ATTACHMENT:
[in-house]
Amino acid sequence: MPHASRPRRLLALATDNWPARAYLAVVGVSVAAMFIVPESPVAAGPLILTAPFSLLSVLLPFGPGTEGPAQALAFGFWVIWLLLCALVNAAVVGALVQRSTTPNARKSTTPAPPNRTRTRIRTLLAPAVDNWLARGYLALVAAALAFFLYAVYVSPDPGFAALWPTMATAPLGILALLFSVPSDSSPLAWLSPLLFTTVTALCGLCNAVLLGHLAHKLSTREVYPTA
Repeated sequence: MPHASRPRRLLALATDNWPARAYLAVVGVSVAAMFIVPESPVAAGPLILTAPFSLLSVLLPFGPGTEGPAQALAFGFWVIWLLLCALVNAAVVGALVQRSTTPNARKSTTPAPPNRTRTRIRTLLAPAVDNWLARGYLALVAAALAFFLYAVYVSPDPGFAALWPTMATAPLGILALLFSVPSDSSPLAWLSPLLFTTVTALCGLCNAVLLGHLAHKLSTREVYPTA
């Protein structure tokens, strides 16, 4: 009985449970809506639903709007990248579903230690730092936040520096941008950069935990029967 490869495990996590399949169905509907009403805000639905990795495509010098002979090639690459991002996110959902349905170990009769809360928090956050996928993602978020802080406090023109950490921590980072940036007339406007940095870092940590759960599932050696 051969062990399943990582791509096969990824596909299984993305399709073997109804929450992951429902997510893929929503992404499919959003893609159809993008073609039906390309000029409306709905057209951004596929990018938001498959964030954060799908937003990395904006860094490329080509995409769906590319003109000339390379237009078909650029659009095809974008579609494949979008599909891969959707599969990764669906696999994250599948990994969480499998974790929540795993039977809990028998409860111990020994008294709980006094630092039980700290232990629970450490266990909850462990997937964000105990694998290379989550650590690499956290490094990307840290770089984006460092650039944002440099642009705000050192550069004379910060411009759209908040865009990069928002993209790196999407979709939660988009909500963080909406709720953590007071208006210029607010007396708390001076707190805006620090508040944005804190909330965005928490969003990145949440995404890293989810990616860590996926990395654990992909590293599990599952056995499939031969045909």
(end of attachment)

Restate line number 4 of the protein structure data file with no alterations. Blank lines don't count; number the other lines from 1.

């Protein structure tokens, strides 16, 4: 009985449970809506639903709007990248579903230690730092936040520096941008950069935990029967 490869495990996590399949169905509907009403805000639905990795495509010098002979090639690459991002996110959902349905170990009769809360928090956050996928993602978020802080406090023109950490921590980072940036007339406007940095870092940590759960599932050696 051969062990399943990582791509096969990824596909299984993305399709073997109804929450992951429902997510893929929503992404499919959003893609159809993008073609039906390309000029409306709905057209951004596929990018938001498959964030954060799908937003990395904006860094490329080509995409769906590319003109000339390379237009078909650029659009095809974008579609494949979008599909891969959707599969990764669906696999994250599948990994969480499998974790929540795993039977809990028998409860111990020994008294709980006094630092039980700290232990629970450490266990909850462990997937964000105990694998290379989550650590690499956290490094990307840290770089984006460092650039944002440099642009705000050192550069004379910060411009759209908040865009990069928002993209790196999407979709939660988009909500963080909406709720953590007071208006210029607010007396708390001076707190805006620090508040944005804190909330965005928490969003990145949440995404890293989810990616860590996926990395654990992909590293599990599952056995499939031969045909």